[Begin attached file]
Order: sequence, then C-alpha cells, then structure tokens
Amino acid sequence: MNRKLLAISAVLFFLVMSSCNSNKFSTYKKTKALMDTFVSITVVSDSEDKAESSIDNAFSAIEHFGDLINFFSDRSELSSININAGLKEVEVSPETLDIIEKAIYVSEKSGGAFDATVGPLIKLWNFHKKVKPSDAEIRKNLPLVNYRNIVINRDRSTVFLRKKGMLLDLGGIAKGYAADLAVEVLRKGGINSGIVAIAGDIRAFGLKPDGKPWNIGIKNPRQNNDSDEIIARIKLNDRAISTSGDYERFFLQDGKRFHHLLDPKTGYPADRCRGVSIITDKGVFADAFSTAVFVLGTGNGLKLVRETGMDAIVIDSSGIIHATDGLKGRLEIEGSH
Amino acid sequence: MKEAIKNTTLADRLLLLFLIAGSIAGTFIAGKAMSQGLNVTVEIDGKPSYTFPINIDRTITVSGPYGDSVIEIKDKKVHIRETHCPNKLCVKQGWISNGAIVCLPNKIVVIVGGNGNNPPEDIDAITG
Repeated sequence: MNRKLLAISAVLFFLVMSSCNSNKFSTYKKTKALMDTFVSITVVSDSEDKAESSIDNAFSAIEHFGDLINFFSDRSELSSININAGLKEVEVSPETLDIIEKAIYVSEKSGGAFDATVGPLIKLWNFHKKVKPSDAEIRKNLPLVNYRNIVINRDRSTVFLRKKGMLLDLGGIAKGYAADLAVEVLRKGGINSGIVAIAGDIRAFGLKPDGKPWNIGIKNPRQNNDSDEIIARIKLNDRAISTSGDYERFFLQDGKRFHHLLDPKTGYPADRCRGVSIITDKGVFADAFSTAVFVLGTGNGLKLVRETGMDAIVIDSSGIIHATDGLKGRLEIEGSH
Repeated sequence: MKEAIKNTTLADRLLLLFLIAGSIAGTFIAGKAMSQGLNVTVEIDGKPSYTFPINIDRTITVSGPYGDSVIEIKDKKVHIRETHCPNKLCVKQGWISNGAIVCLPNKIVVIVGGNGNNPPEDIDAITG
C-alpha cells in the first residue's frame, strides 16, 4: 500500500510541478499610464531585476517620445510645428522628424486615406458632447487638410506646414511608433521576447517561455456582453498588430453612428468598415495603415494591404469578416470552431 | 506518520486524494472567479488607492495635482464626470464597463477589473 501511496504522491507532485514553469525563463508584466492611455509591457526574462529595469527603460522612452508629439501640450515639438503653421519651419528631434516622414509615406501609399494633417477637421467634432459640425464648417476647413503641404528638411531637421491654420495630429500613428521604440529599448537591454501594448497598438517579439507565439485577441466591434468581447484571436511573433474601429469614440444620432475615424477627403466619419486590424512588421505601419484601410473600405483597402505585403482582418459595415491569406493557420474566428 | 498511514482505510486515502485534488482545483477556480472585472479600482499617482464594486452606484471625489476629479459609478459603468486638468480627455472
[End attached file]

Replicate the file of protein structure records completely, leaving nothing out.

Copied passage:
Order: sequence, then C-alpha cells, then structure tokens
Amino acid sequence: MNRKLLAISAVLFFLVMSSCNSNKFSTYKKTKALMDTFVSITVVSDSEDKAESSIDNAFSAIEHFGDLINFFSDRSELSSININAGLKEVEVSPETLDIIEKAIYVSEKSGGAFDATVGPLIKLWNFHKKVKPSDAEIRKNLPLVNYRNIVINRDRSTVFLRKKGMLLDLGGIAKGYAADLAVEVLRKGGINSGIVAIAGDIRAFGLKPDGKPWNIGIKNPRQNNDSDEIIARIKLNDRAISTSGDYERFFLQDGKRFHHLLDPKTGYPADRCRGVSIITDKGVFADAFSTAVFVLGTGNGLKLVRETGMDAIVIDSSGIIHATDGLKGRLEIEGSH
Amino acid sequence: MKEAIKNTTLADRLLLLFLIAGSIAGTFIAGKAMSQGLNVTVEIDGKPSYTFPINIDRTITVSGPYGDSVIEIKDKKVHIRETHCPNKLCVKQGWISNGAIVCLPNKIVVIVGGNGNNPPEDIDAITG
Repeated sequence: MNRKLLAISAVLFFLVMSSCNSNKFSTYKKTKALMDTFVSITVVSDSEDKAESSIDNAFSAIEHFGDLINFFSDRSELSSININAGLKEVEVSPETLDIIEKAIYVSEKSGGAFDATVGPLIKLWNFHKKVKPSDAEIRKNLPLVNYRNIVINRDRSTVFLRKKGMLLDLGGIAKGYAADLAVEVLRKGGINSGIVAIAGDIRAFGLKPDGKPWNIGIKNPRQNNDSDEIIARIKLNDRAISTSGDYERFFLQDGKRFHHLLDPKTGYPADRCRGVSIITDKGVFADAFSTAVFVLGTGNGLKLVRETGMDAIVIDSSGIIHATDGLKGRLEIEGSH
Repeated sequence: MKEAIKNTTLADRLLLLFLIAGSIAGTFIAGKAMSQGLNVTVEIDGKPSYTFPINIDRTITVSGPYGDSVIEIKDKKVHIRETHCPNKLCVKQGWISNGAIVCLPNKIVVIVGGNGNNPPEDIDAITG
C-alpha cells in the first residue's frame, strides 16, 4: 500500500510541478499610464531585476517620445510645428522628424486615406458632447487638410506646414511608433521576447517561455456582453498588430453612428468598415495603415494591404469578416470552431 | 506518520486524494472567479488607492495635482464626470464597463477589473 501511496504522491507532485514553469525563463508584466492611455509591457526574462529595469527603460522612452508629439501640450515639438503653421519651419528631434516622414509615406501609399494633417477637421467634432459640425464648417476647413503641404528638411531637421491654420495630429500613428521604440529599448537591454501594448497598438517579439507565439485577441466591434468581447484571436511573433474601429469614440444620432475615424477627403466619419486590424512588421505601419484601410473600405483597402505585403482582418459595415491569406493557420474566428 | 498511514482505510486515502485534488482545483477556480472585472479600482499617482464594486452606484471625489476629479459609478459603468486638468480627455472